Local bureaucrats in China post doctored photos of themselves supposedly attending to state business like inspecting roads or visiting new parks. And even though many of these photoshopped photo-ops are exposed and ridiculed by local media, officials...
China is at the forefront of many 21st century technologies like superfast trains and alternative energy research, but regional officials around the country might need a primer on one of the most basic of desktop technologies: Photoshop. A public relations disaster is brewing in Ningguo, a small city in eastern China, where officials were found to have doctored a photo in which they pay a visit to the city's oldest resident, a centenarian named Cheng Yanchun.
The picture was supposed to be a heartwarming photo-op for Ningguo vice-mayor Wang Hun and his comrades. Instead, the altered photo (above)—which depicts three Yao Ming-sized officials and one floating/vanishing legless man towering over a Hobbit-like elderly lady—has triggered a storm of ridicule online.
Originally posted on the Ningguo Civil Affairs Bureau website, the photo was discovered after another local controversy drove traffic to the government site. The officials apparently did in fact visit the elderly Ms. Cheng, but they were unsatisfied with photos that had been taken. Xu Feiyu, the employee responsible for the Photoshop screw-up, told CCTV: "I thought this photo by itself didn't really represent the occasion. So I put the two pictures together. At the time I didn't think there would be such a big reaction."
Lest readers get the impression that this was an isolated incident, a little context may be necessary. The floating officials of Ningguo are in fact part of a long-standing tradition of Chinese government Photoshop butchery. While the officials in Ningguo had their photo edited in order to enhance their photo-op, other cases are even more egregious, often involving digital renderings of situations that never actually happened in the first place. What’s most surprising is that the mangled manipulation of images continues unabated even after widespread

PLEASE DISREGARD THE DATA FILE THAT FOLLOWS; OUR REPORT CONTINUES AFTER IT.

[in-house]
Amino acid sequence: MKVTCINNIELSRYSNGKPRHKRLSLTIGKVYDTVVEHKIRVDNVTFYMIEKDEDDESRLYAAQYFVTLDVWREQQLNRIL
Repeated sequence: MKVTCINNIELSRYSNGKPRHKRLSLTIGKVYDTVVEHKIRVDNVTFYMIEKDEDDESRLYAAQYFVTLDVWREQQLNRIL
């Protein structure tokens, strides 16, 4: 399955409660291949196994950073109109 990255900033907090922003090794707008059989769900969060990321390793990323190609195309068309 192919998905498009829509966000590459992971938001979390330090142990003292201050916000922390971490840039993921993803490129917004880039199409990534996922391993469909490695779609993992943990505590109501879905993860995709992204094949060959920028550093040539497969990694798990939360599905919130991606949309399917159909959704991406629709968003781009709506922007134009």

In 2011, citizens in Huili, a county in Sichuan province, came upon a lead story on a local government website about a newly completed highway running through the countryside. The accompanying photo looks like a cut-and-paste job out of a 4th grade classroom: three well-dressed officials casually levitating over the freshly paved road. The Guardian newspaper called the Huili photo “one of the worst-doctored photographs in internet history.” See for yourself above.
In 2009, a regional tourism bureau website in Henan province posted a photo that bore the government's trademark Photoshop ineptitude: a pair of high-ranking officials floating on the peak of a mountain, fully illuminated by the sun despite the fact that they are clearly standing in the shadow of a massive boulder. In an interview with local media, the Henan Photoshop culprit attempted to explain: “It was a hot summer day and my bosses were wearing sports clothing to climb the mountain; I thought it would be better if they were wearing formal clothing, so I made some alterations.” Try a little harder next time, bud.
On August 4, 2011, a state-owned enterprise in Shandong province posted a photo on their website entitled, “Ceremony to Kick-off the Angola Infrastructure Transformation Project.” In the frame, a jumbled group of African men—all of whom are appear to be digital transplants—crowd together under the Chinese company's banner. The photo was quietly taken down from the site on August 8 after being exposed by local media.
Another 2011 photo unearthed from a county website in Shanxi province features six local officials overseeing the “destruction of fake alcohol.” The officials fit quite well into their surroundings, but the massive pile of “fake alcohol” looks about as real as a 90s animated cartoon series.
Lazy government officials in the city of Hangzhou thought they could skip a standard park inspection and instead have one of their aides digitally concoct the scene. The (predictable) result: another PR firestorm in which the local authorities had to issue a formal apology. A user on Sibo Weibo, China's Twitter equivalent, wrote: “Our leaders really are no longer common people—they don’t even have shadows on sunny days!”
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